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Colonel Walter Wenck was in command of no one and nothing. There was nothing to command. Technically, he’d just been appointed chief of staff of the Romanian 3rd Army, part of German Army Group B. Again, technically, the 150,000 men of the Romanian 3rd Army held an 85-mile section of the Eastern Front just north and west of Stalingrad. Actually, the Romanian 3rd Army had ceased to exist over the past 48 hours. On 20 November 1942, a huge Soviet counteroffensive had smashed into the shoulders of the German salient at Stalingrad and pulverized the Romanian, Hungarian and Italian formations in their way. Soviet armored units poured through the gaps and roamed freely across the snowy steppe in the rear of the 300,000 Germans at Stalingrad. What was left of the Romanian 3rd Army was in headlong retreat, its path marked by columns of acrid black smoke spewing from ruined vehicles. Scattered units tried to turn and fight, but there was no front, no line of resistance. Just the maelstrom and sudden death as Soviet tanks appeared out of the snow.
Right now, there was nothing between the Soviets and Rostov-on-Don but air … and the remnants of broken units wandering in the steppe. Somehow, Wenck knew, he had to impose order on the chaos. At this moment, the Russians were concentrating on closing the trap on Stalingrad. But that wouldn’t last. If they reached Rostov, not only would Stalingrad be lost, but anyone south of the river Don between Stalingrad and Rostov would be doomed. That included the 1,000,000 men of Army Group A in the Caucuses. So Wenck went to work.
Out on the wind-swept steppe west of Stalingrad, each little village between Stalingrad and the Chir River housed some sort of repair shop, supply facility, replacement center, or transport depot. Mechanics, bakers, clerks, photographers, and drivers had been cast adrift by the Soviet onslaught. Men going on leave, men returning from leave, officers just passing through all suddenly found themselves on their own. There were some oddments of units cobbled together under names like Group General Spang or Group Colonel Schmidt or Group Colonel Abraham trying to dig in and resist. They weren’t much. But they were German and willing.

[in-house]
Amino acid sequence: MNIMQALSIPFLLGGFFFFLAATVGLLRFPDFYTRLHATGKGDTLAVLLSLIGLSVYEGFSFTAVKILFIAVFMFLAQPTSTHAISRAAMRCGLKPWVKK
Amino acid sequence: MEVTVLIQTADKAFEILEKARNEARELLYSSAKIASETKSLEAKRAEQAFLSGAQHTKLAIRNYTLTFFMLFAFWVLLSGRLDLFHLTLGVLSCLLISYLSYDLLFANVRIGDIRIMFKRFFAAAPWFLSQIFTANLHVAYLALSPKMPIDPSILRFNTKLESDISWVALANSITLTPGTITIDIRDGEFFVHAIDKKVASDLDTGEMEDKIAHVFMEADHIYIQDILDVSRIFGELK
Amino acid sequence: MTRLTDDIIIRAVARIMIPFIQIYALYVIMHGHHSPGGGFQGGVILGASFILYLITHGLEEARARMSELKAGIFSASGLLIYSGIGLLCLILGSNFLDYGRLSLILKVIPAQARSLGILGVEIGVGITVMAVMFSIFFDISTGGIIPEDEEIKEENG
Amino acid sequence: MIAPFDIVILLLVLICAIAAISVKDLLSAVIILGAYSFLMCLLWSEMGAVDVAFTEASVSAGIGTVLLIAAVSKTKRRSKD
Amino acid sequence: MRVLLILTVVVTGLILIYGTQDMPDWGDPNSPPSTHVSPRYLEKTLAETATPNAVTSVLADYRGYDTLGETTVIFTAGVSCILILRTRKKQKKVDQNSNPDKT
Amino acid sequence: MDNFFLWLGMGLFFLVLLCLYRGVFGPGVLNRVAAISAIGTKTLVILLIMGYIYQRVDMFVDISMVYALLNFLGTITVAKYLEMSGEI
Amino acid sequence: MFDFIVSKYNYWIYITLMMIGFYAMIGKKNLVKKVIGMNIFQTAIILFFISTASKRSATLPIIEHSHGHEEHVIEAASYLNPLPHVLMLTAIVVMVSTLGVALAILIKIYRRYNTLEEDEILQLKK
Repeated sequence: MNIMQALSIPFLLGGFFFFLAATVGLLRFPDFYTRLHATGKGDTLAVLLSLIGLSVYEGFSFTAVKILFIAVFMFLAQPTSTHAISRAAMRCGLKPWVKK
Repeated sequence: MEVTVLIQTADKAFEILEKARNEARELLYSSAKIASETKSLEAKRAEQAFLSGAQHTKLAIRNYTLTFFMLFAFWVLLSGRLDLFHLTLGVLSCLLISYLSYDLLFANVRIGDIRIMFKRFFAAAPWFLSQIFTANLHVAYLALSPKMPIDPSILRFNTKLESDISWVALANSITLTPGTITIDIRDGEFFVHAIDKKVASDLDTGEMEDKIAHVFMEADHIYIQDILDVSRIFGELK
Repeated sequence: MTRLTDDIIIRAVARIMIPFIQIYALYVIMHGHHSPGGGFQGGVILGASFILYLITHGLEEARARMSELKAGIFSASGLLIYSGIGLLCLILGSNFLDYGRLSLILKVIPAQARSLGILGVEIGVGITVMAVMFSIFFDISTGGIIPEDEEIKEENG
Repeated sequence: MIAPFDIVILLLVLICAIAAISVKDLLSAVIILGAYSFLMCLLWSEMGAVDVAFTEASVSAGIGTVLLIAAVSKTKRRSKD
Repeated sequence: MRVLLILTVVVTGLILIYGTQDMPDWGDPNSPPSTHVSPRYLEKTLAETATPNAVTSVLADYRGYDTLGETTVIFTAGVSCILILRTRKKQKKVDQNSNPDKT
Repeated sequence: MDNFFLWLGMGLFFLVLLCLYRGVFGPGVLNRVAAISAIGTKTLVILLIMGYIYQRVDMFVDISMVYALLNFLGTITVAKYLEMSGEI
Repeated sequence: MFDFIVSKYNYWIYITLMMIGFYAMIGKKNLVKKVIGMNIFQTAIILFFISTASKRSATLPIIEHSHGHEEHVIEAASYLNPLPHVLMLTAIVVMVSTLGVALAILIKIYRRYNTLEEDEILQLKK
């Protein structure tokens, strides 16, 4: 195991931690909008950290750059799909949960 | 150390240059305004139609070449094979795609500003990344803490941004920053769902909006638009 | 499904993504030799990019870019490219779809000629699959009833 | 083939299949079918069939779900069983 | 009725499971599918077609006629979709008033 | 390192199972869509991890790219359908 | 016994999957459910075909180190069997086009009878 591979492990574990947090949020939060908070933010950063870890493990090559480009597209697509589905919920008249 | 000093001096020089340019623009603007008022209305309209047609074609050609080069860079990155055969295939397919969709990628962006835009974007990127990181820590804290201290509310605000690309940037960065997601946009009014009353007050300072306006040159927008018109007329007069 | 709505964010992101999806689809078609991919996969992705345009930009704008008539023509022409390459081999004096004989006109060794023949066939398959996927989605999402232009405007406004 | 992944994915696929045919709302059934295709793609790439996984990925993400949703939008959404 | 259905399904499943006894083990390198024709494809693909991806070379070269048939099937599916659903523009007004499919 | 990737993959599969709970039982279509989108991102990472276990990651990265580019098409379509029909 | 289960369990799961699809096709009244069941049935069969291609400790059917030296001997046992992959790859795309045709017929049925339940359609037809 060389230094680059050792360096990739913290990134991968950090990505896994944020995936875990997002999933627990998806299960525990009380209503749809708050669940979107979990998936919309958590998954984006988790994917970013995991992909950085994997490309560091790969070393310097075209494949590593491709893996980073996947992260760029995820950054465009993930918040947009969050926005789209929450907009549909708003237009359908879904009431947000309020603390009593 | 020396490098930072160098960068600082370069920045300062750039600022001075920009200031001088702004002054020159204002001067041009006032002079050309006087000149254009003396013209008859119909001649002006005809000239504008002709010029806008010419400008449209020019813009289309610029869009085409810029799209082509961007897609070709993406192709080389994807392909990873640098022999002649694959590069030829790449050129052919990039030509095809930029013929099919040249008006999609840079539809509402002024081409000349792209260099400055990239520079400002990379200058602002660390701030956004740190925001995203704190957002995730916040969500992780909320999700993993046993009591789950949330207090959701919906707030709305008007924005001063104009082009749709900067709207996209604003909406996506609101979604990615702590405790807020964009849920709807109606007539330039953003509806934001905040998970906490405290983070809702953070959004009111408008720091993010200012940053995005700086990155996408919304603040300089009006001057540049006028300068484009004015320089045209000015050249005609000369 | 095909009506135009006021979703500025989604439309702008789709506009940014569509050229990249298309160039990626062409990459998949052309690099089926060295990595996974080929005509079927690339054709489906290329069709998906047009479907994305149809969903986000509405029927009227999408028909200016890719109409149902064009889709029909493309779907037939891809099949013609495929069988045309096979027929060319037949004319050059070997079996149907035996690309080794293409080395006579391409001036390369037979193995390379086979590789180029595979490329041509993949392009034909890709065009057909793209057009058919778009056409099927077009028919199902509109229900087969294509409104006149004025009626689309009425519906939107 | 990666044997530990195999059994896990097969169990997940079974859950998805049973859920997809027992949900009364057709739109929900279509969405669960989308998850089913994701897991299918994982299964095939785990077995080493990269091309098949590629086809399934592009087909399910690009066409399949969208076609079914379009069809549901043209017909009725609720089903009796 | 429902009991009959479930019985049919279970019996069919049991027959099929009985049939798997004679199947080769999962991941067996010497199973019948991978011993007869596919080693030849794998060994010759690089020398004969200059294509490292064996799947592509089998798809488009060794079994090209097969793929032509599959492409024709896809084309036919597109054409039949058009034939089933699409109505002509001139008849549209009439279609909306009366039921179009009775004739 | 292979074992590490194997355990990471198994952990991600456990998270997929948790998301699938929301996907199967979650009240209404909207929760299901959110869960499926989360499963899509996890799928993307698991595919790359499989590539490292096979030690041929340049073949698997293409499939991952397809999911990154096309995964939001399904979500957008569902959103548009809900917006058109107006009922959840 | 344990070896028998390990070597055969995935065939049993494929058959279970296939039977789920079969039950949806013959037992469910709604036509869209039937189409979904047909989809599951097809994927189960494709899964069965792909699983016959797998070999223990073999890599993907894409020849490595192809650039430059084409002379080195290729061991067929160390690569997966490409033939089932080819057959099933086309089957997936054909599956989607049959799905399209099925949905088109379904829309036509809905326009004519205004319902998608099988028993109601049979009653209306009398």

Wenck started recruiting whomever and wherever he could. He had a group of experienced non-commissioned officers, who in the traditions of NCOs everywhere set about finding their commander the tools he needed. His security team found some fuel trucks “belonging to no one.” Wenck had them put up ‘fueling point’ signs. Every vehicle that stopped became part of Wenck’s little army. They came across an entertainment company and had them set up their movie screens at several crossroads. Again, anyone who stopped to watch was rearmed and dragooned. Tank carriers transporting other unit’s armor were relieved of their cargo. They cleaned out repair shops and supply depots. Anything that rolled or shot, anyone with a weapon or without was collected and sent into Wenck’s ranks.
And unbelievably, these scratch units began to hold. They could give some ground, but they could not break. Makeshift armored units counterattacked into the flanks of the Soviet advance again and again in the cold and snow. In days they were down to six tanks and a self-propelled gun, but they grimly held on.
Finally, at the beginning of December, organized help began to arrive. The first to arrive was the 17th Army Corps commanded by General Karl Hollidt. Hollidt took command of all units in the area and Wenck’s odd little army passed into history.Published in